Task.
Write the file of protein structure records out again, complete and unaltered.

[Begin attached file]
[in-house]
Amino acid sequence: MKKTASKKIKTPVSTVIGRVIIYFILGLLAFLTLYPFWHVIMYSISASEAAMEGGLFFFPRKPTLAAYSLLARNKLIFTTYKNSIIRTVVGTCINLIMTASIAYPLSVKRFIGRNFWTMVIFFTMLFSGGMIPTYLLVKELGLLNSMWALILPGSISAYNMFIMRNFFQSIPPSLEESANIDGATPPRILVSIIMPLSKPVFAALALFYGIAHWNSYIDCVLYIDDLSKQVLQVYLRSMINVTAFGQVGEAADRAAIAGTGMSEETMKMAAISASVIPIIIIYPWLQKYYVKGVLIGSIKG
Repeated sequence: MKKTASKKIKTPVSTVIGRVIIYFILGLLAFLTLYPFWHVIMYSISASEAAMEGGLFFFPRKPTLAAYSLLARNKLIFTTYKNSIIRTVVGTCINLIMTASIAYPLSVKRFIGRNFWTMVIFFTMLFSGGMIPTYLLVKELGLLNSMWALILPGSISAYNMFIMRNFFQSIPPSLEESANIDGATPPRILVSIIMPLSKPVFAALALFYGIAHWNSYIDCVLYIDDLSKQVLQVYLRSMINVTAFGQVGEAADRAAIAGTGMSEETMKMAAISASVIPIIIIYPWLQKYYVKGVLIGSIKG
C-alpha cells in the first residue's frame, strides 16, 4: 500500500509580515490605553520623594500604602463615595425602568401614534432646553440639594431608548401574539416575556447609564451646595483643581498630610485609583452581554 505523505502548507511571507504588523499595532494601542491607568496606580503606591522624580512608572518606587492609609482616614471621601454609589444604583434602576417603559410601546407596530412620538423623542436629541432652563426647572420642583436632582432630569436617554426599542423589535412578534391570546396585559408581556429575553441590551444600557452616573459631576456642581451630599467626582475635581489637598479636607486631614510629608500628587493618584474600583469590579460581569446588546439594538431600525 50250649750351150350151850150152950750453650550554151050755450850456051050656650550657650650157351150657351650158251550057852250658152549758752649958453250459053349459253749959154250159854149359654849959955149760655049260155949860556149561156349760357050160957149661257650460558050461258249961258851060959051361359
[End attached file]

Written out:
[in-house]
Amino acid sequence: MKKTASKKIKTPVSTVIGRVIIYFILGLLAFLTLYPFWHVIMYSISASEAAMEGGLFFFPRKPTLAAYSLLARNKLIFTTYKNSIIRTVVGTCINLIMTASIAYPLSVKRFIGRNFWTMVIFFTMLFSGGMIPTYLLVKELGLLNSMWALILPGSISAYNMFIMRNFFQSIPPSLEESANIDGATPPRILVSIIMPLSKPVFAALALFYGIAHWNSYIDCVLYIDDLSKQVLQVYLRSMINVTAFGQVGEAADRAAIAGTGMSEETMKMAAISASVIPIIIIYPWLQKYYVKGVLIGSIKG
Repeated sequence: MKKTASKKIKTPVSTVIGRVIIYFILGLLAFLTLYPFWHVIMYSISASEAAMEGGLFFFPRKPTLAAYSLLARNKLIFTTYKNSIIRTVVGTCINLIMTASIAYPLSVKRFIGRNFWTMVIFFTMLFSGGMIPTYLLVKELGLLNSMWALILPGSISAYNMFIMRNFFQSIPPSLEESANIDGATPPRILVSIIMPLSKPVFAALALFYGIAHWNSYIDCVLYIDDLSKQVLQVYLRSMINVTAFGQVGEAADRAAIAGTGMSEETMKMAAISASVIPIIIIYPWLQKYYVKGVLIGSIKG
C-alpha cells in the first residue's frame, strides 16, 4: 500500500509580515490605553520623594500604602463615595425602568401614534432646553440639594431608548401574539416575556447609564451646595483643581498630610485609583452581554 505523505502548507511571507504588523499595532494601542491607568496606580503606591522624580512608572518606587492609609482616614471621601454609589444604583434602576417603559410601546407596530412620538423623542436629541432652563426647572420642583436632582432630569436617554426599542423589535412578534391570546396585559408581556429575553441590551444600557452616573459631576456642581451630599467626582475635581489637598479636607486631614510629608500628587493618584474600583469590579460581569446588546439594538431600525 50250649750351150350151850150152950750453650550554151050755450850456051050656650550657650650157351150657351650158251550057852250658152549758752649958453250459053349459253749959154250159854149359654849959955149760655049260155949860556149561156349760357050160957149661257650460558050461258249961258851060959051361359